In this episode of the Work in Progress podcast, Johnny C. Taylor, Jr., president and CEO of the Society for Human Resource Management—better known as SHRM—sits down with me at the ASU+GSV Summit 2021 to discuss upheaval in the workforce, the questions hiring managers and employers want answered now, and the issue that makes him want to climb onto his soap box.
An Unprecedented Period of Adjustment
“We’re in the middle of a level of transition that we’ve never seen in such a short period of time in the workforce. There’s a paradigm shift from the resume and the degree being a proxy for smart and capable and having the skills, to a different world where maybe (qualification for a job) doesn’t show up in a bachelor’s degree or a person with a graduate education, it just shows up.
“Hiring managers are trying to keep up with it, and it’s tough. That’s the only way I can describe it.” Taylor says hiring managers are relying heavily on feedback from the people who are actually interviewing for a job.
“I want to know who’s showing up (and) how are they describing themselves and their skills and qualities and characteristics. I don’t mean to dance around it, but it is really difficult. I’ve been at this work now 25 years in human resources, and let me tell you, even I’m a little flummoxed at times.”
Tell Me Your Story
According to Taylor, that means hiring managers now want job seekers to not only describe your technical competency, they want you tell them who you are, what you’ve done, and what kind of results you’ve gotten in the workplace. And you can’t get all this simply from a resume, he adds.
“The most important thing you’ve got to do is to become a storyteller, even if you’re not great at it. Think about it. We don’t allow people to say to us, ‘I’m not good at this, so trust me.’ You’ve got to get good at it,” says Taylor.
“(You’ve) got to be able to convince me that, ‘I’m agile, I’m flexible. I’m a lifelong learner.’ Anyone can put those three words, those phrases on a resume, but if you give me a story, you tell me how you’re agile, you tell me how you have been flexible, give me examples at its core, storytelling is going to get you the job.”
Taylor acknowledges that it could be difficult for some people to become a storyteller, but he emphasizes that in this new work environment it is crucial.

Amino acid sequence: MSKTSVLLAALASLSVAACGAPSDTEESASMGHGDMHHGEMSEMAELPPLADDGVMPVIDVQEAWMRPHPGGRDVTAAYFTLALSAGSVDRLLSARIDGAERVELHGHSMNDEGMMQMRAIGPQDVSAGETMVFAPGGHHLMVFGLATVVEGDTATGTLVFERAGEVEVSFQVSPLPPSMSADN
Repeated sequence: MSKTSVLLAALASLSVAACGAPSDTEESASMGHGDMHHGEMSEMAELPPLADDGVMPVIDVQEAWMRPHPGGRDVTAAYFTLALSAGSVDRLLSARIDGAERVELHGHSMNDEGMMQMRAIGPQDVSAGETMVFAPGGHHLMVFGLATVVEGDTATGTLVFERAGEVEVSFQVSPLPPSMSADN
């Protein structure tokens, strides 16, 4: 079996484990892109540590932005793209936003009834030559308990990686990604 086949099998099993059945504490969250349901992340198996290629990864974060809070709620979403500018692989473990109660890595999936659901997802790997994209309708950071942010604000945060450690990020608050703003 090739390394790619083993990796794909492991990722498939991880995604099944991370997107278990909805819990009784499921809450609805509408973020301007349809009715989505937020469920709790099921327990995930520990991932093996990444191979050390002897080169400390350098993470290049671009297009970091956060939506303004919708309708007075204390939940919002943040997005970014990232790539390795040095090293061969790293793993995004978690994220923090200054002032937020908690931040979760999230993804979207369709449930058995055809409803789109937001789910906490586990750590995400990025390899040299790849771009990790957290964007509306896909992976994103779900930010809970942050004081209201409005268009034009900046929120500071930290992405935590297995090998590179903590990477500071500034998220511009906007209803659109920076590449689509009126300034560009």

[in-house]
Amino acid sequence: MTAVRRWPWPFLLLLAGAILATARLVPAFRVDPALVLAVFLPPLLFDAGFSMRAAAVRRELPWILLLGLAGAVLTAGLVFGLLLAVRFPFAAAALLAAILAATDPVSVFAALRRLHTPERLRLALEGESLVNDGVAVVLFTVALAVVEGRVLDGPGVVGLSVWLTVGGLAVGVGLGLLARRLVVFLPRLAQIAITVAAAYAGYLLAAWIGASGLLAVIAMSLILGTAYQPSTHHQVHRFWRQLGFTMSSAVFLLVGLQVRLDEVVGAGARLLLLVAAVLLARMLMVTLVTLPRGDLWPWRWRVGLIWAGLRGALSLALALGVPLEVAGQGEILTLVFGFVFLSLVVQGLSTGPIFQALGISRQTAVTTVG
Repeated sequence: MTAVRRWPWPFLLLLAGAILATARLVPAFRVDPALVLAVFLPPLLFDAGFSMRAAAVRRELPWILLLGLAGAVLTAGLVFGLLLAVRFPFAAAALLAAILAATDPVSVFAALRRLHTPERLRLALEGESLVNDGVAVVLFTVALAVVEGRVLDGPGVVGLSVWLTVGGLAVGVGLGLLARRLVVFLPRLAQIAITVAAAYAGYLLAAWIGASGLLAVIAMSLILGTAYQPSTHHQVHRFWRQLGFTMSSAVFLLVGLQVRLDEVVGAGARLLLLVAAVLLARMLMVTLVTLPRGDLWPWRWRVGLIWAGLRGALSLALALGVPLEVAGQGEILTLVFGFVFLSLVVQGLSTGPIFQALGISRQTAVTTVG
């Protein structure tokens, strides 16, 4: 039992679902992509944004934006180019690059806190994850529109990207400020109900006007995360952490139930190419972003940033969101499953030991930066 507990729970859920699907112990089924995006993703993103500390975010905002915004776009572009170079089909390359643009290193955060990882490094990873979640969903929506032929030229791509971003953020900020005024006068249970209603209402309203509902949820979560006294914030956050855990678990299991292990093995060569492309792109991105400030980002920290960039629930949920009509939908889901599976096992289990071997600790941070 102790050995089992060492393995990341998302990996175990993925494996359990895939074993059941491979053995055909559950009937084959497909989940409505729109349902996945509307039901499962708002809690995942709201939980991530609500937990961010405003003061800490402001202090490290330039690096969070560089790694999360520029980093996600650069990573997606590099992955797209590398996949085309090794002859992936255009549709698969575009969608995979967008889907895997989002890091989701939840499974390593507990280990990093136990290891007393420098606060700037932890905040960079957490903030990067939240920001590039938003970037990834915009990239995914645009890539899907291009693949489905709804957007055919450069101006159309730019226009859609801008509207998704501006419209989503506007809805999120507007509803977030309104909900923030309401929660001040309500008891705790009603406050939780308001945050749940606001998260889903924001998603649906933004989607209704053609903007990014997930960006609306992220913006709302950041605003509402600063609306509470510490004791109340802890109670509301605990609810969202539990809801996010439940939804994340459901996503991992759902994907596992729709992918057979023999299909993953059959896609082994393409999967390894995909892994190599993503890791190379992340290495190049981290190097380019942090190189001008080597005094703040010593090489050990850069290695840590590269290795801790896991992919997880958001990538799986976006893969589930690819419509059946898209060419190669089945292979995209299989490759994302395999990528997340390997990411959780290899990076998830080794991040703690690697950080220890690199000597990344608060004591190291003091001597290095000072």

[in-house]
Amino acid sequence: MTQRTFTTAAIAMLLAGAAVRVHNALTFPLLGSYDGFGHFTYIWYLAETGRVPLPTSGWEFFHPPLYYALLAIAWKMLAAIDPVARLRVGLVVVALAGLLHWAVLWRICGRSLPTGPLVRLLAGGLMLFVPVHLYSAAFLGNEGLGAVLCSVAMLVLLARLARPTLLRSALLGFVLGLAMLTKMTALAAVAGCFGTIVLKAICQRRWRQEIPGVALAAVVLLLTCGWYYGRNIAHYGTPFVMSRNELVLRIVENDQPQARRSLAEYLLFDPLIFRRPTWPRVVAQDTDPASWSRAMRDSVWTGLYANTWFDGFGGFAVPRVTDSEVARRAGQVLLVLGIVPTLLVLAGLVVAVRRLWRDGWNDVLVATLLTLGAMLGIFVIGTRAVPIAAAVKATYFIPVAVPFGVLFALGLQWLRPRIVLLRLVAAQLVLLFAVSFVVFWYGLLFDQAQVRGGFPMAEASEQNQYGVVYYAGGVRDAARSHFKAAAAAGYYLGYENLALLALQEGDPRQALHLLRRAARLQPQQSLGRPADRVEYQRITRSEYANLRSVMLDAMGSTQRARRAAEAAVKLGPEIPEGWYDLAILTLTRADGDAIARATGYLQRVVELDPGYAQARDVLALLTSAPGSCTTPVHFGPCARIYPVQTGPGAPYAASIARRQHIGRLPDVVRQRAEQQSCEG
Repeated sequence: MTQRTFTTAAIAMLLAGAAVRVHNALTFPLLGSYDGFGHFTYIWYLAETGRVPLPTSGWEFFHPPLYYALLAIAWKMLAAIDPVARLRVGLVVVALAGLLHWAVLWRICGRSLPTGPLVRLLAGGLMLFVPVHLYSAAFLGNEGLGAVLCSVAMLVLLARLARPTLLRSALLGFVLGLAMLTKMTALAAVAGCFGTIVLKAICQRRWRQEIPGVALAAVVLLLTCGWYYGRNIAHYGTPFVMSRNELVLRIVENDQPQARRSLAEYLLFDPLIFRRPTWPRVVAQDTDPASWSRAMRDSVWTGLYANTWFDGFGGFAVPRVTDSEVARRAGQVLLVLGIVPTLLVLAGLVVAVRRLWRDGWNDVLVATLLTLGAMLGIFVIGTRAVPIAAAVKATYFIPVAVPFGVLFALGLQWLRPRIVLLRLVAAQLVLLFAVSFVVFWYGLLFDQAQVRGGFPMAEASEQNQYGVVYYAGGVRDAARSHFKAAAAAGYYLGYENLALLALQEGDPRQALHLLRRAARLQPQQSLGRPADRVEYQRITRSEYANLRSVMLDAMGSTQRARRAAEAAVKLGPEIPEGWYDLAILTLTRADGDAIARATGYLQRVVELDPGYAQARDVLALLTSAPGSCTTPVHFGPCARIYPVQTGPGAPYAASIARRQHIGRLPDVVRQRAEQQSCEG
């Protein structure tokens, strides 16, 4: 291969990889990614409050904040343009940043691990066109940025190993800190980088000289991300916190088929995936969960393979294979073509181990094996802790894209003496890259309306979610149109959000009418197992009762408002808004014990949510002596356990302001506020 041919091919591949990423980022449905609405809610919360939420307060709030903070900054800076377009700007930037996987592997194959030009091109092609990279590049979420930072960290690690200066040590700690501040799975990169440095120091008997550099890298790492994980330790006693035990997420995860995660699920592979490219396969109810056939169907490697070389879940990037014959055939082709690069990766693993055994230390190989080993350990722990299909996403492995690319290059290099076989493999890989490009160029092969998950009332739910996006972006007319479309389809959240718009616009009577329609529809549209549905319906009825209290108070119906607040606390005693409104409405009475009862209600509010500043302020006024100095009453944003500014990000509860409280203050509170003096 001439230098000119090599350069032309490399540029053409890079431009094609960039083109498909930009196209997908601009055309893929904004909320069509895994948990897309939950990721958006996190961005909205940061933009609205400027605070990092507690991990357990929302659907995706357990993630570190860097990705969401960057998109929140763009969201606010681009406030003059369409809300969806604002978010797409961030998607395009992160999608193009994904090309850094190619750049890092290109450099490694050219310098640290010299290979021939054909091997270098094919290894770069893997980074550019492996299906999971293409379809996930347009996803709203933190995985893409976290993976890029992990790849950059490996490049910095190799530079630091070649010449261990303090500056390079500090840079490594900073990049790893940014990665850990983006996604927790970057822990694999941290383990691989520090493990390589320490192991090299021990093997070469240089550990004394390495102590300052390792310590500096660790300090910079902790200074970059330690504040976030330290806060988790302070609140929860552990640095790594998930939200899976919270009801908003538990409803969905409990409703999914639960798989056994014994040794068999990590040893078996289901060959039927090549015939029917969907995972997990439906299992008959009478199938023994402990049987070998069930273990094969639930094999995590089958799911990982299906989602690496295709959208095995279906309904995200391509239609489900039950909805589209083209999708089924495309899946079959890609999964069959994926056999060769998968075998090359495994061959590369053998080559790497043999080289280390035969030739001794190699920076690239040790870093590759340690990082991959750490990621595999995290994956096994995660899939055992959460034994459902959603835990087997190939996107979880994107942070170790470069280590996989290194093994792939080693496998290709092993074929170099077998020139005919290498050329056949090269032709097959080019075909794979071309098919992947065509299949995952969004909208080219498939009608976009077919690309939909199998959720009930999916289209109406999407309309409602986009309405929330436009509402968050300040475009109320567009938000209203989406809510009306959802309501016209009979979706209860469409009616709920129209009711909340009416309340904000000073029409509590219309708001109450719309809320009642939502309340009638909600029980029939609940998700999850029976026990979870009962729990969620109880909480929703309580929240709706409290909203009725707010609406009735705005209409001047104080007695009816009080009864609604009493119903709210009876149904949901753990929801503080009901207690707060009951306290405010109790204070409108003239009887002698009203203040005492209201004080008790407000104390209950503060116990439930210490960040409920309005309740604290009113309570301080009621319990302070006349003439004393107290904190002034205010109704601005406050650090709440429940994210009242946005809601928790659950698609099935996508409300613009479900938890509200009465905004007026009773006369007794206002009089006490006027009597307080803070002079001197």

“They’ve got to commit themselves to it. I wish I could tell you there’s a magic way to do it, but long gone are the days when a degree that you got 20 years ago matters to us. It doesn’t. Because the world changes too much in a 20 year period. Heck, it changes a lot in a five year period. So more and more, you’ve got to be able to evidence that you can change with the times, because the one thing we know that’s constant is change.”
Ageism in the Workplace
This brings us to the question of the midcareer worker who might have lost their job and are now trying to find their way back into the workforce.
“We openly discriminate against people in the workplace based on age,” states Taylor. “It drives me nuts. It is personally—when I get on my soap box—it’s that point.”
“Ageism in the workplace is one of the biggest, most tragic forms of discrimination in the workplace. We have to address that head on and sensitize people to the fact that—if you keep waking up—one day you too will be 50, and therefore you have to, 25-year-old, understand that this is in your best interest to change the narrative and the way that people think about it.”
Taylor goes on to say it is up to CEOs, like himself, to establish that diversity, equity, and inclusion isn’t just about race, gender, or national origin, it includes age. “We ‘ve got to broaden the definition so that it encompasses everyone. Opportunity for all. It starts with the CEO and boards, we’ve got to say, diversity is not a program and an initiative, it’s the way we do business here.”
The conversation was insightful and engaging, and I encourage you to download the podcast here, or wherever you get your podcasts.
RESET: A Leader’s Guide to Work in the Age of Upheaval
Taylor has spent more than 25 years working in the human resources industry. He’s seen a lot of changes in how employers find, develop, and engage talent. That experience, combined with 70 years of original research from SHRM, form the basis for Taylor’s new book, RESET: A Leader’s Guide to Work in An Age of Upheaval.
According to SHRM, the book delivers “practical strategies for finding, retaining and training employees and introduces dynamic tools to sustain success in our radically-changed business environment.”
The book is being released on September 7.
Episode 199: Johnny C. Taylor, Jr., president & CEO, SHRM
Host & Executive Producer: Ramona Schindelheim, Editor-in-Chief, WorkingNation
Producer: Larry Buhl
Executive Producers: Joan Lynch and Melissa Panzer
Music: Composed by Lee Rosevere and licensed under CC by 4.0.